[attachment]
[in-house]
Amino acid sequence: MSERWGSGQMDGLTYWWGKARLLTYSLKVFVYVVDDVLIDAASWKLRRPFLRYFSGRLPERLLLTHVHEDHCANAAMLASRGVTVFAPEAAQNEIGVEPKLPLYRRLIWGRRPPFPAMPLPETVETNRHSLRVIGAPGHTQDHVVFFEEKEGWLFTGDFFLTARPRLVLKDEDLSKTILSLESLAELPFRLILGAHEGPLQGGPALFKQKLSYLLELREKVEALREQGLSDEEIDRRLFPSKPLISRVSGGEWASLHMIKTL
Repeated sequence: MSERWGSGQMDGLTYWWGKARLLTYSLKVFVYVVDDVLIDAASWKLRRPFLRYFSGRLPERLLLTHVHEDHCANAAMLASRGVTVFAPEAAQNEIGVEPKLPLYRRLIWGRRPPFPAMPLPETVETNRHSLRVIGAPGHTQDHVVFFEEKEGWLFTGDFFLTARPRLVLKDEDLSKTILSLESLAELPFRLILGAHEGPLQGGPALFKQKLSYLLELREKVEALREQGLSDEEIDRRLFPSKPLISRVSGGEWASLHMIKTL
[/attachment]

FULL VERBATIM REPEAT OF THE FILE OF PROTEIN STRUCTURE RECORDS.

[in-house]
Amino acid sequence: MSERWGSGQMDGLTYWWGKARLLTYSLKVFVYVVDDVLIDAASWKLRRPFLRYFSGRLPERLLLTHVHEDHCANAAMLASRGVTVFAPEAAQNEIGVEPKLPLYRRLIWGRRPPFPAMPLPETVETNRHSLRVIGAPGHTQDHVVFFEEKEGWLFTGDFFLTARPRLVLKDEDLSKTILSLESLAELPFRLILGAHEGPLQGGPALFKQKLSYLLELREKVEALREQGLSDEEIDRRLFPSKPLISRVSGGEWASLHMIKTL
Repeated sequence: MSERWGSGQMDGLTYWWGKARLLTYSLKVFVYVVDDVLIDAASWKLRRPFLRYFSGRLPERLLLTHVHEDHCANAAMLASRGVTVFAPEAAQNEIGVEPKLPLYRRLIWGRRPPFPAMPLPETVETNRHSLRVIGAPGHTQDHVVFFEEKEGWLFTGDFFLTARPRLVLKDEDLSKTILSLESLAELPFRLILGAHEGPLQGGPALFKQKLSYLLELREKVEALREQGLSDEEIDRRLFPSKPLISRVSGGEWASLHMIKTL